Dr. Melissa O’Connor Co-investigator on NIH R01-funded Transitional Care Study of Sepsis Survivors Transitioning Home
Associate Professor Melissa O'Connor, PhD, MBA, RN, FGSA, FAAN, of Villanova University’s M. Louise Fitzpatrick College of Nursing (FCN), has been funded as a co-investigator on an R01 from the National Institute of Health’s National Institute for Nursing Research for a five-year implementation science study “I-Transfer” (Improving transitions and outcomes of sepsis survivors). The study team will, in real-time, examine the effect of the skilled home health care (HHC) intervention provided to patients recovering from sepsis in their community setting.
Acute care hospitals discharge over 1.5 million sepsis survivors annually and over one-third of them transition to skilled HHC after their hospitalization where nurses monitor for reinfection, support uninterrupted medication management, and work with patients, caregivers, other providers to bolster continued recovery.
As the largest HHC study of its kind and the first to transform this type of care through implementation science, the study has the potential to produce new knowledge about the process of transition to and care in home health. If effective, the impact of this intervention during this common transition process could be widespread, improving the outcomes for a growing, vulnerable population of sepsis survivors.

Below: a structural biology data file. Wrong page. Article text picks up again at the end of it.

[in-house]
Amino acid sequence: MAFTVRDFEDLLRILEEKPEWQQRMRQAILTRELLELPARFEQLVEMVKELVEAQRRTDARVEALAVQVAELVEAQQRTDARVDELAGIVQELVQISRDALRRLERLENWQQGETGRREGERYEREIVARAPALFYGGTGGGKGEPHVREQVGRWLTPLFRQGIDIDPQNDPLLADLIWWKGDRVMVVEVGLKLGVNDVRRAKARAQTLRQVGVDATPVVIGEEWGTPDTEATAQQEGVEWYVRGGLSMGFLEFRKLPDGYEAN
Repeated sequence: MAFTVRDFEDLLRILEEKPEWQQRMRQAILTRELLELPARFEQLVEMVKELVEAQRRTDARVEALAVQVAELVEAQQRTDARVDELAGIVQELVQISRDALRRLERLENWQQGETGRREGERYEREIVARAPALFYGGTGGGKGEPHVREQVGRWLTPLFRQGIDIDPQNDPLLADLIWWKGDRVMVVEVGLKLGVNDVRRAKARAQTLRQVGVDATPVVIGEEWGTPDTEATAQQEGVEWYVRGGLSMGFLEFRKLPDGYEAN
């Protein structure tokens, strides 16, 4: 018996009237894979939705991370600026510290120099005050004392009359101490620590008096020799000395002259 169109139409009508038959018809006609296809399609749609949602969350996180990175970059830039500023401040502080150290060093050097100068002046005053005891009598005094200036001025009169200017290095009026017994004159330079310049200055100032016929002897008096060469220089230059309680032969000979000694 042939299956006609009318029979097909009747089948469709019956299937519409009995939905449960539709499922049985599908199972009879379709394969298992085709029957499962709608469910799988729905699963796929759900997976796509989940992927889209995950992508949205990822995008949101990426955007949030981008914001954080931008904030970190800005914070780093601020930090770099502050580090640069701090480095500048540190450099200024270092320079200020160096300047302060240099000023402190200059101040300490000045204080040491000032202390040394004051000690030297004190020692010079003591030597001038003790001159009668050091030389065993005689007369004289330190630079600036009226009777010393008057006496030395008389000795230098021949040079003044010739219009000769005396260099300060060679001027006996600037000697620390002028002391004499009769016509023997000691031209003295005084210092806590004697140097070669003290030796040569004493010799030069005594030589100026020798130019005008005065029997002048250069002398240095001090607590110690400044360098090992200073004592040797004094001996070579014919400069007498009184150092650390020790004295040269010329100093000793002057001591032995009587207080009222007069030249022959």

Villanova Nursing alumna, Professor Kathryn H. Bowles, PhD, RN, FAAN, FACMI, van Ameringen Chair in Nursing Excellence, University of Pennsylvania School of Nursing, is principal investigator.
“Dr. O’Connor and colleagues are conducting critical science with I-Transfer, anticipated to have a major positive impact on patient health with targeted nursing home health care, as their intervention, in parallel, dismantles some of the exorbitant financial burden on the health care system related to the toll of sepsis,” explains Donna S. Havens, PhD, RN, FAAN, Connelly Endowed Dean and Professor.
“I am delighted to be a co-investigator on this incredibly important, implementation science study,” says Dr. O’Connor. She is also the director of FCN’s Gerontology Interest Group (The GiG) and is a fellow in the Betty Irene Moore Fellowship Program for Nurse Leaders and Innovators. She notes, “More deaths occur from sepsis than opioid overdoses, breast and prostate cancer combined. Sepsis survivors are twice as likely as non-sepsis patients to be readmitted within 30 days with inpatient costs between $23.7-27 billion per year. We, as a country, can do better.”
The I-Transfer study is based on HHC best practice evidence generated by this team’s previous study (RO1-NR016014) that showed the value of early visits by registered nurses and early outpatient provider follow-up. In their prior work, the team found that 30-day rehospitalization rates were 7 percentage points lower (a 41% relative reduction) when sepsis survivors received a HHC nursing visit within 2 days of hospital discharge, at least 1 more visit the first week, and an outpatient provider follow-up visit by 7 days compared to those without timely follow-up. However, nationwide, only 28% of sepsis survivors who transitioned to HHC received this early visit protocol because several barriers to achieving this protocol exist.
An advisory group of national experts will assist with widespread dissemination of the I-Transfer study results.